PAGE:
REVIEW: ‘Fiddler on the Roof’ In Concert

This was, for me, my return to in-person theater, and I am extremely pleased to say it was an exceptional welcome back. I wasn’t entirely sure what to expect when I arrived at Hill Auditorium. I bumped into a friend of mine who I didn’t know worked there and we expressed our excitement to see the show. My seat was on the mezzanine, and I began to try to deduce what the show would be like as I found my seat.

Hill had set out its extended stage, and had placed a few props here and there, mostly wooden crates, planks, and chairs. Tevye’s cart sat on the far side of the stage from me, the most recognizable prop from the musical. Behind the extended stage sat the Grand Rapids Symphony, the musicians were warming up, some slowly trickling in and finding their seats to join the rest of the cacophonous tuning session that precedes a performance. Then, one by one, the actors took stage. Their entrance wasn’t grand, hardly even noticed by the rest of the theater, and they simply took a seat on stage, waiting for the performance to begin. Finally, the lights lowered, a UMS representative introduced the show and offered thanks to the donors who made the production possible. They left the stage, and the Symphony began. A Fiddler started the show off with a remarkable solo, highlighting the skill of the Symphony and offering a wonderful instrumental introduction to the show. At this point, I still didn’t know what “lightly staged” meant. What followed was surprising, but entirely welcome in my opinion.

It turns out that “lightly staged” means that the actors would be operating with a very limited set. Instead of any structures or backgrounds, the actors performed directly in front of the symphony. The entirety of the musical was performed, every line, every conversation, every dance number. The dance numbers blew me away. The students who performed were amazing! They commanded the stage and the symphony faded away as I watched their performances. In fact, there were a number of times that I found myself just watching the musical, barely noticing that the Grand Rapids Symphony was sitting right behind the actors. There was nothing lost from the lack of a set, and in fact, during the more instrumental sections, it was really nice to be able to see the musicians directly.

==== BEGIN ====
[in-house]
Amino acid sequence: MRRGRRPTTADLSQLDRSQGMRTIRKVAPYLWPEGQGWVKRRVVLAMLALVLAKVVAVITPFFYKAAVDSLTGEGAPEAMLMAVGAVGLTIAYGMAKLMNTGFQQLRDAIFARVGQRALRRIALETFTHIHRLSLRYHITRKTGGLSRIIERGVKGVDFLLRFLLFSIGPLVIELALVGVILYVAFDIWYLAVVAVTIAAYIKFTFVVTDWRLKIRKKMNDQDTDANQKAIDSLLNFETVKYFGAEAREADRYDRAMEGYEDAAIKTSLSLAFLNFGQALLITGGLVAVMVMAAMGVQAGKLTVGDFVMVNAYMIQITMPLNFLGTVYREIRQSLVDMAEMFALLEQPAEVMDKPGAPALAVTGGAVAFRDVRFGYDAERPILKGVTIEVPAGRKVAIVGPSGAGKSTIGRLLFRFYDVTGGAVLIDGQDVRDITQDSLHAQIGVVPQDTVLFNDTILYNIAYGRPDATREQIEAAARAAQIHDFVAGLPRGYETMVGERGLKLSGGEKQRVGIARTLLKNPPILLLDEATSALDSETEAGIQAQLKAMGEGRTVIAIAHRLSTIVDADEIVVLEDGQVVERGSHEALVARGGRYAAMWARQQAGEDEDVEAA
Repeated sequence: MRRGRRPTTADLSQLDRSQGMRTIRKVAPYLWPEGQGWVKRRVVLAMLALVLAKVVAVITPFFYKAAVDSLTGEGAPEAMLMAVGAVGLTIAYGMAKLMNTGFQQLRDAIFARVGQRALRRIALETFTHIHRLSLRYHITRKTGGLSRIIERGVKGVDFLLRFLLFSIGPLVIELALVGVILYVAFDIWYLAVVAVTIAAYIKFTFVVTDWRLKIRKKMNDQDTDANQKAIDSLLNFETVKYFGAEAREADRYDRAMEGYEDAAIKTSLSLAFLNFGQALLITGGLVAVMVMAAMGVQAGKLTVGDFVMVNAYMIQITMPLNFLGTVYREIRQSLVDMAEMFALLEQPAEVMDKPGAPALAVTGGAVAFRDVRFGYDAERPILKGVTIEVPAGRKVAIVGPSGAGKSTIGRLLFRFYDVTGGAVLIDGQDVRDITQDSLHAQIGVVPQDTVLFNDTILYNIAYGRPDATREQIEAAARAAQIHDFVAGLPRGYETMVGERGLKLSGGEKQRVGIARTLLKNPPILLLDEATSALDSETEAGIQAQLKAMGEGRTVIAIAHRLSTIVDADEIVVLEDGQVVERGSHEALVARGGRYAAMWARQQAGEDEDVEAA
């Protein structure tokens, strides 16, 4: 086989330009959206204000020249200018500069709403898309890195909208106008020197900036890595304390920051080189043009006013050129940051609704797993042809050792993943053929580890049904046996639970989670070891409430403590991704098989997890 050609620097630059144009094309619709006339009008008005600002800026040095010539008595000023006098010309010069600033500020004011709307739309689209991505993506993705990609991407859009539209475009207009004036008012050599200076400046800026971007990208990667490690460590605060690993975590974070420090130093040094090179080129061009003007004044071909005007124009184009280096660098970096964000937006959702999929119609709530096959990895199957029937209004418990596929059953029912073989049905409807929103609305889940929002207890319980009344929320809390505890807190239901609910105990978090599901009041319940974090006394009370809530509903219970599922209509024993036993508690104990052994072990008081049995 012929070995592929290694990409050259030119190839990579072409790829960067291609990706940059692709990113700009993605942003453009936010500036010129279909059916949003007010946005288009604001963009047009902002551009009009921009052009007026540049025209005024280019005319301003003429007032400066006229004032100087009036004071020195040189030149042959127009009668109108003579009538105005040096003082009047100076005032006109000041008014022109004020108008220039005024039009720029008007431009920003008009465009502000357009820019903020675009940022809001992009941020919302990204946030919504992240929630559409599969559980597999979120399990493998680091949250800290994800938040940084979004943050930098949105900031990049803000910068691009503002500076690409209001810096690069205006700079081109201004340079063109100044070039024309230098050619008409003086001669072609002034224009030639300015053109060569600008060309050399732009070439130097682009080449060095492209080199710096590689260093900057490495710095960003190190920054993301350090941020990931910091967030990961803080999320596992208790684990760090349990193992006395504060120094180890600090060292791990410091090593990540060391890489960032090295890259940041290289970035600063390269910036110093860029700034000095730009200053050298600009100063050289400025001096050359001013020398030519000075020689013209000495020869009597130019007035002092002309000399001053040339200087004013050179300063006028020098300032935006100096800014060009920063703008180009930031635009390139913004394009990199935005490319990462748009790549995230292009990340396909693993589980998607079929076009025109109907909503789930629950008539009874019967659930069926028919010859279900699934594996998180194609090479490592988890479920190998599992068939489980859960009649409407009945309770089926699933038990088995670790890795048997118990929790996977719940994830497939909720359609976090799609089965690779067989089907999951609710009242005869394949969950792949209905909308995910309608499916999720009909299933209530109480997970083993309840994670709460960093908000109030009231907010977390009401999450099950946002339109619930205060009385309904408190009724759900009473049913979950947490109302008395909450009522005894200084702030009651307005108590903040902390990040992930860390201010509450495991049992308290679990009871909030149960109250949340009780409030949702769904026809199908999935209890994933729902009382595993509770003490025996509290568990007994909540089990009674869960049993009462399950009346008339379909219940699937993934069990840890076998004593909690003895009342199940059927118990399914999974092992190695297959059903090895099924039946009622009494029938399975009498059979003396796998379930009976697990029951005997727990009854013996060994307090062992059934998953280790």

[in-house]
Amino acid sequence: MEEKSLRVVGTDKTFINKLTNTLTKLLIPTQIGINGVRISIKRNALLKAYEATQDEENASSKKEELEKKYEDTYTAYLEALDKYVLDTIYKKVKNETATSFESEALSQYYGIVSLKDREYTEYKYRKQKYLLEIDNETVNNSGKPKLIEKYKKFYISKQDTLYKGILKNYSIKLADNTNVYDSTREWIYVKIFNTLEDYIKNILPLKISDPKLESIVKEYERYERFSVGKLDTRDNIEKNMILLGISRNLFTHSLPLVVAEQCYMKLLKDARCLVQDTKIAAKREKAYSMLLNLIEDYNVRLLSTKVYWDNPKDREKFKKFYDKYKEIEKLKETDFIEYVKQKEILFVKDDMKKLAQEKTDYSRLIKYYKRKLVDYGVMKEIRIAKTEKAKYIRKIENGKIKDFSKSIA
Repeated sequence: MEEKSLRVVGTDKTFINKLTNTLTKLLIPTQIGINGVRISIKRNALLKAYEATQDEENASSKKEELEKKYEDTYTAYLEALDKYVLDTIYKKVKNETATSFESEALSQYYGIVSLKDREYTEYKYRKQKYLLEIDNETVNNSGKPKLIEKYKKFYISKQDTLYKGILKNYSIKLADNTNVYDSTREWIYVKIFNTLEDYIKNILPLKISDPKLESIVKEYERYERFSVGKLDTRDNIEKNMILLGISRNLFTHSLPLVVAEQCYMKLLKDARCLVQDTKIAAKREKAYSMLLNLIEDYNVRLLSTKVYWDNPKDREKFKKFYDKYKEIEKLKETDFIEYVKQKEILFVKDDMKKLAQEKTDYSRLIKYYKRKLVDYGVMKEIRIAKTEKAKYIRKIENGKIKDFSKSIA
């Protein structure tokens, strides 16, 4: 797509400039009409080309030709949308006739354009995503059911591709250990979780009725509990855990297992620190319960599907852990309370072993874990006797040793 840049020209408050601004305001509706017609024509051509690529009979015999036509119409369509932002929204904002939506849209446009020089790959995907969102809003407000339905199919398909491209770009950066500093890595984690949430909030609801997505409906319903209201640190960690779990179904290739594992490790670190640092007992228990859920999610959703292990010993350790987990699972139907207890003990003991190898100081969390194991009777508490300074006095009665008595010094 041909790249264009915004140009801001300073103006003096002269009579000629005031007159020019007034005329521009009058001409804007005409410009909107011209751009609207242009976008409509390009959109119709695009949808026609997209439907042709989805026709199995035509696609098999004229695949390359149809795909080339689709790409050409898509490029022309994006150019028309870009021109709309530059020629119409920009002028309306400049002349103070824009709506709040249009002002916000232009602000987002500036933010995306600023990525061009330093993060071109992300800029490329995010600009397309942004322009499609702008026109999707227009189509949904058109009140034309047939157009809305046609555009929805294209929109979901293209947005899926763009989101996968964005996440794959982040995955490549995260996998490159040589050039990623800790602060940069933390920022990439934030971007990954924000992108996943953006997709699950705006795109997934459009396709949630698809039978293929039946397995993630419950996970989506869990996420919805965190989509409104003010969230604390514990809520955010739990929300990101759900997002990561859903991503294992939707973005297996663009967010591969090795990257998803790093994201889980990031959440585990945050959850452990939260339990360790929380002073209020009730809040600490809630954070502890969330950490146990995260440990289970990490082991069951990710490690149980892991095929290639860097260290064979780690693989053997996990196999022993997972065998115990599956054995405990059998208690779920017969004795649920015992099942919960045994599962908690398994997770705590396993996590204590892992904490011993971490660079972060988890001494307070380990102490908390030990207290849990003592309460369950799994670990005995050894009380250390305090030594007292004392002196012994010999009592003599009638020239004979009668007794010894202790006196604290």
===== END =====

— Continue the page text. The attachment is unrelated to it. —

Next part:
The performance reinvigorated my interest in music and in the theater. I may be a bit more susceptible to that particular kind of pull toward artistic performances, but I would encourage anyone who is thinking about going to a performance to go! You won’t be disappointed. UMS has made a commitment to making their patrons feel safe and comfortable, and the enjoyment of seeing a performance is definitely worth the time.

PREVIEW: ‘Fiddler on the Roof’ In Concert

I might be considered biased in my excitement for ‘Fiddler on the Roof’ In Concert. I was involved in a production of Fiddler in high school, and I fell in love with the music. The more I looked into this performance, the more I felt that I absolutely had to see it.

The performance will be held at historic Hill Auditorium on February 19th and 20th at 8:00 p.m.  and 4:00 p.m., respectively (I personally will be attending the performance on the evening of the 19th). UMS describes the performance as a “lightly staged concert” version of the classic musical.

The Philadelphia Orchestra will be performing the first live concert of the score, accompanied by broadway singers and some students from the musical theater program here at U of M. If you aren’t excited yet, you should be.